That U.S. casualties had finally hit the 500 mark in Afghanistan drew wide press attention today, including coverage on the front page of The New York Times. Every so often now, the media notes that the ongoing American death toll in that country now eclipses the grim tally in Iraq. So the war in Afghanistan, long overlooked, is now getting more notice. Polls show that the American people are growing increasingly concerned, and pessimistic, about that conflict.
But does that mean the U.S., finally starting (perhaps) to dig out of Iraq, should now commit to another open-ended war, even for a good cause, not so far away?
Nearly everyone in the media, and on the political stage, say that this is the "good war." Liberals, including a certain senator named Obama, have long made political points on Iraq by stating that it was the wrong war in the wrong place at the wrong time - when we should have kept our eye on the ball in Afghanistan (and adjoining areas of Pakistan). Hell, I have made that argument myself, and it is not wrong.
We should have done that. And if we had, no doubt the situation in Afghanistan would be a lot better today, as would the overall "war on terror."
But we didn't, and now we are desperately trying to play catch up. So the overwhelming sentiment from American leaders, including Obama and many of his supporters, is: Take troops out of Iraq and move them (and maybe even more of them, as John McCain argues) right over to Afghanistan.
Obama has even said we must "win" there. But it's the same question we have faced in Iraq: What does he define as "winning"? How much are we willing to expend (in lives lost and money) at a time of a severe budget crunch and overstretched military? Shouldn't the native forces -- and NATO -- be doing more? And what about Pakistan? And so on. We've been fighting there even longer than in Iraq, if that seems possible. Now do want to jump out of a frying pan into that fire in an open-ended way?
Few voices in the mainstream media - and even in the liberal blogosphere - have tackled this subject, partly because of long arguing for the need to fight the "good war" as opposed to the "bad war." But now some very respected commentators - with impeccable pro-military credentials - are starting to sound off on the longterm dangers.
Joseph L. Galloway, the legendary war reporter -- recently retired from Knight Ridder - has written a column for McClatchy Newspapers ringing an alarm about Afghanistan, based largely on a recent paper written by Gen. Barry McCaffrey for use at West Point after his tour of the war zone. Spencer Ackerman, a former Iraq embed, covers this report, and quotes other military and former CIA officials in a piece at The Washington Independent at:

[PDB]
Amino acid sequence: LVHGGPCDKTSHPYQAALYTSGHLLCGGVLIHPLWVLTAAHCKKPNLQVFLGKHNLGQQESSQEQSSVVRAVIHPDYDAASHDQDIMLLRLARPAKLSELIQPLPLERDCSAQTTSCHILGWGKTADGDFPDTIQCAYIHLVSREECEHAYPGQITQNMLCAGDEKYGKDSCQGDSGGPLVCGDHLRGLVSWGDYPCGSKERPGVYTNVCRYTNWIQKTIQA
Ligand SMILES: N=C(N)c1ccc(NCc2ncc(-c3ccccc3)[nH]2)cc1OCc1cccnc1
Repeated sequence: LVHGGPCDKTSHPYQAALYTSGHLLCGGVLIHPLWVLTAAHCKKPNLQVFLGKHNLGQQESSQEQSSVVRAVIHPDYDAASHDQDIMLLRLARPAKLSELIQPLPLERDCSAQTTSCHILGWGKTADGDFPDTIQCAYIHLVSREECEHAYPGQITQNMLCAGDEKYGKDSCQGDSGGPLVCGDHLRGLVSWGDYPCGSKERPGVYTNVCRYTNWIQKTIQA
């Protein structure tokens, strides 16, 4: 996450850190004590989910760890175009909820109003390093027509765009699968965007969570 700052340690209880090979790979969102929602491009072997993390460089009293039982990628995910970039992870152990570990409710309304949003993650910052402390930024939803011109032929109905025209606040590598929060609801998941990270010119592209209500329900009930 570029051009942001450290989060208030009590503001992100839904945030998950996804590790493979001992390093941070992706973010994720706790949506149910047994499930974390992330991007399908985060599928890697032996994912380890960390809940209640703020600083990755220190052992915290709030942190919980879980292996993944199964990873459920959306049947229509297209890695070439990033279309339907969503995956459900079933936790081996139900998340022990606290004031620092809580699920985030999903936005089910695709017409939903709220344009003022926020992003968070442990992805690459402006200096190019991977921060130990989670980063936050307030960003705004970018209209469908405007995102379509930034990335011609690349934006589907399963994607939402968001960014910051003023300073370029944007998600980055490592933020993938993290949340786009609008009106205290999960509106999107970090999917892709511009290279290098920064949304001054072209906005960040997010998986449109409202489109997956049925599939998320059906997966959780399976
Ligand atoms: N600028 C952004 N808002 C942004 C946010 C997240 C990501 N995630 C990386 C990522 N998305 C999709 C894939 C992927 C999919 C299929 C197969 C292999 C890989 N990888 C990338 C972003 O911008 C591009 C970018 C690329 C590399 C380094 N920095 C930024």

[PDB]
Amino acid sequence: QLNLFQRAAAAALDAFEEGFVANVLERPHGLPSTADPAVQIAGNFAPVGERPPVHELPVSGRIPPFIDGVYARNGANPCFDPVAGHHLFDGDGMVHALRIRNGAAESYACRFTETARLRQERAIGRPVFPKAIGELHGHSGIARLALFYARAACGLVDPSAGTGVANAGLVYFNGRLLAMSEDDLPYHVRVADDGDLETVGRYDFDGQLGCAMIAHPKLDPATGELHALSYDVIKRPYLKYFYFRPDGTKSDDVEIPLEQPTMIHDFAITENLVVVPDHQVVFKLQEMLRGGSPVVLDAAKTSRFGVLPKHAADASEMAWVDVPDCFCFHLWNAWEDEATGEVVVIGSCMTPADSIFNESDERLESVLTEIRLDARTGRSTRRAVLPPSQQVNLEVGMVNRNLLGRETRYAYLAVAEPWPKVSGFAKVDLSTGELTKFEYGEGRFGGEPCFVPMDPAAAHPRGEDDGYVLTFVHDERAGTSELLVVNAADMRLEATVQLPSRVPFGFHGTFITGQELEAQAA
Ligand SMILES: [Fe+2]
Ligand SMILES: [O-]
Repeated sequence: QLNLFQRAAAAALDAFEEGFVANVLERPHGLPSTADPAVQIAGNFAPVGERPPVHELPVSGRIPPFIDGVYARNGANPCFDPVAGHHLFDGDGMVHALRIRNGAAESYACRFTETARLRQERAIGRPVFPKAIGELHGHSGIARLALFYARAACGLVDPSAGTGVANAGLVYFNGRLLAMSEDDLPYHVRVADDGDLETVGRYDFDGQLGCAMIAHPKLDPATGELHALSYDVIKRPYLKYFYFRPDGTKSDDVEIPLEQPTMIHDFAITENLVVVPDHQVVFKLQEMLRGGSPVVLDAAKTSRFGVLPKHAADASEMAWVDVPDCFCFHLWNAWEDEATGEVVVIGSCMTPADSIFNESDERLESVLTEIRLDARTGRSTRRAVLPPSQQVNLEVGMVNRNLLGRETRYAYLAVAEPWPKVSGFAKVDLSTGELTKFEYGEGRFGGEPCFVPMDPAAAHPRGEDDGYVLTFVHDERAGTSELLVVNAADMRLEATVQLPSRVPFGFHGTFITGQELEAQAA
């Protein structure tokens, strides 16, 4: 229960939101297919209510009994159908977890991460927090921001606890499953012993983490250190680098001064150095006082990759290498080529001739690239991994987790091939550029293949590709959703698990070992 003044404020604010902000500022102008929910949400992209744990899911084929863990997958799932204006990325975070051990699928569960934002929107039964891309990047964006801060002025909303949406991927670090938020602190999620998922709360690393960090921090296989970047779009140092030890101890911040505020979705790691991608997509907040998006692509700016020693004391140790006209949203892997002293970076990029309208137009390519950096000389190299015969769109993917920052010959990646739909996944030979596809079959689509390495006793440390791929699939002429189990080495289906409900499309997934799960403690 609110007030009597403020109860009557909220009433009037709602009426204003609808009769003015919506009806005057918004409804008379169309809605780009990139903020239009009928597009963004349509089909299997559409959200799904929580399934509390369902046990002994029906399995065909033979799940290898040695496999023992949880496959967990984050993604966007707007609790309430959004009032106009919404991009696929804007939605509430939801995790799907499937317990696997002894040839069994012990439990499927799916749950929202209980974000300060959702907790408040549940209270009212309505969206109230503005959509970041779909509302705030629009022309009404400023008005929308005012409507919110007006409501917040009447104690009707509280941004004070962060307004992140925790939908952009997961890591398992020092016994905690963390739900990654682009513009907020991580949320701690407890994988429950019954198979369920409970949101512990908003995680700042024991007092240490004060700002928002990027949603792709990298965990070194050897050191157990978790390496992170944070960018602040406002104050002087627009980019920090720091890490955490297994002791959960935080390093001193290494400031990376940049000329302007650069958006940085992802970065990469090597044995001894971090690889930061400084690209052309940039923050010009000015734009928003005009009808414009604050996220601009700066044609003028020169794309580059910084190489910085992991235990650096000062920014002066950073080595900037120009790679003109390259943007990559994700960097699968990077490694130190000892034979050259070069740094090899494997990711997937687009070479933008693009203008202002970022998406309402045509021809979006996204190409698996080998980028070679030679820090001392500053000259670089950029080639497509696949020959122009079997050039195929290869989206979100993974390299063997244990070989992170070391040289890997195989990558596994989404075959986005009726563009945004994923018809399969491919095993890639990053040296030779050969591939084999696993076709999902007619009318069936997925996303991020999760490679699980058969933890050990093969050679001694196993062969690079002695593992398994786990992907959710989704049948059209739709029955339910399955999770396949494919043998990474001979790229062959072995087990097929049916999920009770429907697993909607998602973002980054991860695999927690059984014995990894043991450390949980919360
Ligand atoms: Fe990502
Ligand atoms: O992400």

Earlier this week, Michael Miner at the Chicago Reader blogged in this vein, and quoted Thomas Friedman in a recent New York Times column: "The main reason we are losing in Afghanistan is not because there are too few American soldiers, but because there are not enough Afghans ready to fight and die for the kind of government we want....Obama needs to ask himself honestly: 'Am I for sending more troops to Afghanistan because I really think we can win there, because I really think that that will bring an end to terrorism, or am I just doing it because to get elected in America, post-9/11, I have to be for winning some war?'"
Here is an excerpt from the Galloway column::
Gen. Barry McCaffrey, who retired from the U.S. Army with four stars and a chest full of combat medals including two Distinguished Service Crosses, says we can't shoot our way out of Afghanistan, and the two or three or more American combat brigades proposed by the two putative nominees for president are irrelevant....
The general says that despite the two presidential candidates' sound bites, a few more combat brigades from "our rapidly unraveling Army" won't make much difference in Afghanistan. Military means, he writes, won't be enough to counter terror created by resurgent Taliban forces; we can't win with a war of attrition; and the economic and political support from the international community is inadequate.
"This is a struggle for the hearts of the people, and good governance, and the creation of Afghan security forces," McCaffrey writes. He says the main theater of war is in frontier regions of Afghanistan and Pakistan, and the combatants are tribes, religious groups, criminals and drug lords. It'll take a quarter-century of nation-building, road and bridge building, the building of a better-trained and better-armed Afghan National Police and National Army and the eradication of a huge opium farming industry to achieve a good outcome in Afghanistan, McCaffrey wrote in his report to leaders at the U.S. Military Academy at West Point.
We can't afford to fail in Afghanistan, the general says, but he doesn't address the question of whether we can afford to succeed there, either.
Without NATO, we're lost in Afghanistan, he writes. But NATO's level of commitment and engagement in Afghanistan is woefully inadequate....
Greg Mitchell's new book features an intro by Galloway. It is So Wrong for So Long: How the Press, the Pundits -- and the President -- Failed on Iraq. He is editor of Editor & Publisher.
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